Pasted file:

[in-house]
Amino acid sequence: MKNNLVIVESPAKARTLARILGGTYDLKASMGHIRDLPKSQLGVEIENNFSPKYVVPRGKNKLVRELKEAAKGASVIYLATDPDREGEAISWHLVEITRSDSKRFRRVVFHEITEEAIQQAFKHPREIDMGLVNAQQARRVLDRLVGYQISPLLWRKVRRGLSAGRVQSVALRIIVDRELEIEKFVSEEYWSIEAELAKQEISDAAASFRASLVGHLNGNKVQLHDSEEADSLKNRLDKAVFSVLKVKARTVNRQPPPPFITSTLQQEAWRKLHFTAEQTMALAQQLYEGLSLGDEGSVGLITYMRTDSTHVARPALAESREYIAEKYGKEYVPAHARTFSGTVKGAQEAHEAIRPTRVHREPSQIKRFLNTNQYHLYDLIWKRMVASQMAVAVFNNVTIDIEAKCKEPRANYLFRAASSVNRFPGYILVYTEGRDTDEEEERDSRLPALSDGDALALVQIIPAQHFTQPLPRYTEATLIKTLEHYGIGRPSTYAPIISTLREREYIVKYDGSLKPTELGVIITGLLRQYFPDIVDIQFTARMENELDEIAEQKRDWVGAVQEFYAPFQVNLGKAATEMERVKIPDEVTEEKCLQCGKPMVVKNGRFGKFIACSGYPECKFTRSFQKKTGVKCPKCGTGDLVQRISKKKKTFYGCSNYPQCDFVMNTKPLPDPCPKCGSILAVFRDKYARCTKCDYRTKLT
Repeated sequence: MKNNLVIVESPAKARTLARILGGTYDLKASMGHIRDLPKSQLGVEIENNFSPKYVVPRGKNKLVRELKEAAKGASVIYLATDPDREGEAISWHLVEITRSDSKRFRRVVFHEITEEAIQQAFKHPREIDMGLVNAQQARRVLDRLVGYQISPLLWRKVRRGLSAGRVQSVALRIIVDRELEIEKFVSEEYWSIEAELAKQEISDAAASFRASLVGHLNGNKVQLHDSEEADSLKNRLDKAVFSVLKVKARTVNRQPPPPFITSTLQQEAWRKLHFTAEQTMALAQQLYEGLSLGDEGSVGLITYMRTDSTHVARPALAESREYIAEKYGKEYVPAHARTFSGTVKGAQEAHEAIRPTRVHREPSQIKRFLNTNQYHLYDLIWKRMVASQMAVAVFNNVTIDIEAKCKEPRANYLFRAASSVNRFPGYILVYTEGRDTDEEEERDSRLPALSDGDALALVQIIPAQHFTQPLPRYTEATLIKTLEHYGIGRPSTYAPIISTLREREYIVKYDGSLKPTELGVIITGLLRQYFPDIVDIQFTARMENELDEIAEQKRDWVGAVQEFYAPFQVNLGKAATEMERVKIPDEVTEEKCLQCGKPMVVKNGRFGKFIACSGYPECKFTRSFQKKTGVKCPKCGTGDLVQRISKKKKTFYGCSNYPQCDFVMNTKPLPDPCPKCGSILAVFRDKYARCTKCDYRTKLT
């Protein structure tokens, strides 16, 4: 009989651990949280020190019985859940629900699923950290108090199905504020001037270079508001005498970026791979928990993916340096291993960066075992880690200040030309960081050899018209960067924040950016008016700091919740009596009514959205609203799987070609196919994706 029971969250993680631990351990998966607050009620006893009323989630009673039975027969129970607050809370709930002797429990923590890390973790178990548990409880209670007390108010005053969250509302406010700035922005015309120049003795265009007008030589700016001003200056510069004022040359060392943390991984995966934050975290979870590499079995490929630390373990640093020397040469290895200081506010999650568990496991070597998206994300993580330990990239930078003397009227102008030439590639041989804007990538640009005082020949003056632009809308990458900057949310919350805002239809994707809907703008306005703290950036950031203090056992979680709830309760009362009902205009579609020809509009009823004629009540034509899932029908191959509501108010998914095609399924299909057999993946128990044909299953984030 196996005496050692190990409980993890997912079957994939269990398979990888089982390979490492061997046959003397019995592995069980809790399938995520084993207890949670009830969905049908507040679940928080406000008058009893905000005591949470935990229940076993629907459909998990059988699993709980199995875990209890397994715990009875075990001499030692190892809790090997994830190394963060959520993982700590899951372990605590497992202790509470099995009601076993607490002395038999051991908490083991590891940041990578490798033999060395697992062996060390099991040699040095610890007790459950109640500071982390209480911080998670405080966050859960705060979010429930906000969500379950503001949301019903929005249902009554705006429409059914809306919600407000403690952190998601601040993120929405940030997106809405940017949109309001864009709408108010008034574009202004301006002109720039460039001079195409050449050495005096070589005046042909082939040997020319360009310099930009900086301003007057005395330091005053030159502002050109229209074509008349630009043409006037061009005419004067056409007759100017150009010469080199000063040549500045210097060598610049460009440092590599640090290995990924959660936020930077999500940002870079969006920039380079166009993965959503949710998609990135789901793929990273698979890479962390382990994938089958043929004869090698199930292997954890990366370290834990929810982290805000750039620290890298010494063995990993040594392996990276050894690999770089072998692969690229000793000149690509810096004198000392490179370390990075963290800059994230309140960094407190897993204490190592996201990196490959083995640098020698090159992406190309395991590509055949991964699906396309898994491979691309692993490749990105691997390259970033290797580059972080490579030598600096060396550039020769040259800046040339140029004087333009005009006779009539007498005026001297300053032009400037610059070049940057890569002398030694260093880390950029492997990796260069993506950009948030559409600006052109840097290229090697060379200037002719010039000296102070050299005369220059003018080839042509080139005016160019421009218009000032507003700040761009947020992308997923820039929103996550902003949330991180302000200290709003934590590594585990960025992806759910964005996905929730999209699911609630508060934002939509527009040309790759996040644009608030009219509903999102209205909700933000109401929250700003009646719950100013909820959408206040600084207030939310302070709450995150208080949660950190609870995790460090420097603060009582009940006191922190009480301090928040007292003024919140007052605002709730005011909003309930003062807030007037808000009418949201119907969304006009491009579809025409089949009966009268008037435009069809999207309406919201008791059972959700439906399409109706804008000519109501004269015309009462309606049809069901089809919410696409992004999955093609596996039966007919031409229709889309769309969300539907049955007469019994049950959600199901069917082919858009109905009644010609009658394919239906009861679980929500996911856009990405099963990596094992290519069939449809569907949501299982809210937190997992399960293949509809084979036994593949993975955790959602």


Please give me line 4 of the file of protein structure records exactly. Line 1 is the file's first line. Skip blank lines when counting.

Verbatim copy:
């Protein structure tokens, strides 16, 4: 009989651990949280020190019985859940629900699923950290108090199905504020001037270079508001005498970026791979928990993916340096291993960066075992880690200040030309960081050899018209960067924040950016008016700091919740009596009514959205609203799987070609196919994706 029971969250993680631990351990998966607050009620006893009323989630009673039975027969129970607050809370709930002797429990923590890390973790178990548990409880209670007390108010005053969250509302406010700035922005015309120049003795265009007008030589700016001003200056510069004022040359060392943390991984995966934050975290979870590499079995490929630390373990640093020397040469290895200081506010999650568990496991070597998206994300993580330990990239930078003397009227102008030439590639041989804007990538640009005082020949003056632009809308990458900057949310919350805002239809994707809907703008306005703290950036950031203090056992979680709830309760009362009902205009579609020809509009009823004629009540034509899932029908191959509501108010998914095609399924299909057999993946128990044909299953984030 196996005496050692190990409980993890997912079957994939269990398979990888089982390979490492061997046959003397019995592995069980809790399938995520084993207890949670009830969905049908507040679940928080406000008058009893905000005591949470935990229940076993629907459909998990059988699993709980199995875990209890397994715990009875075990001499030692190892809790090997994830190394963060959520993982700590899951372990605590497992202790509470099995009601076993607490002395038999051991908490083991590891940041990578490798033999060395697992062996060390099991040699040095610890007790459950109640500071982390209480911080998670405080966050859960705060979010429930906000969500379950503001949301019903929005249902009554705006429409059914809306919600407000403690952190998601601040993120929405940030997106809405940017949109309001864009709408108010008034574009202004301006002109720039460039001079195409050449050495005096070589005046042909082939040997020319360009310099930009900086301003007057005395330091005053030159502002050109229209074509008349630009043409006037061009005419004067056409007759100017150009010469080199000063040549500045210097060598610049460009440092590599640090290995990924959660936020930077999500940002870079969006920039380079166009993965959503949710998609990135789901793929990273698979890479962390382990994938089958043929004869090698199930292997954890990366370290834990929810982290805000750039620290890298010494063995990993040594392996990276050894690999770089072998692969690229000793000149690509810096004198000392490179370390990075963290800059994230309140960094407190897993204490190592996201990196490959083995640098020698090159992406190309395991590509055949991964699906396309898994491979691309692993490749990105691997390259970033290797580059972080490579030598600096060396550039020769040259800046040339140029004087333009005009006779009539007498005026001297300053032009400037610059070049940057890569002398030694260093880390950029492997990796260069993506950009948030559409600006052109840097290229090697060379200037002719010039000296102070050299005369220059003018080839042509080139005016160019421009218009000032507003700040761009947020992308997923820039929103996550902003949330991180302000200290709003934590590594585990960025992806759910964005996905929730999209699911609630508060934002939509527009040309790759996040644009608030009219509903999102209205909700933000109401929250700003009646719950100013909820959408206040600084207030939310302070709450995150208080949660950190609870995790460090420097603060009582009940006191922190009480301090928040007292003024919140007052605002709730005011909003309930003062807030007037808000009418949201119907969304006009491009579809025409089949009966009268008037435009069809999207309406919201008791059972959700439906399409109706804008000519109501004269015309009462309606049809069901089809919410696409992004999955093609596996039966007919031409229709889309769309969300539907049955007469019994049950959600199901069917082919858009109905009644010609009658394919239906009861679980929500996911856009990405099963990596094992290519069939449809569907949501299982809210937190997992399960293949509809084979036994593949993975955790959602």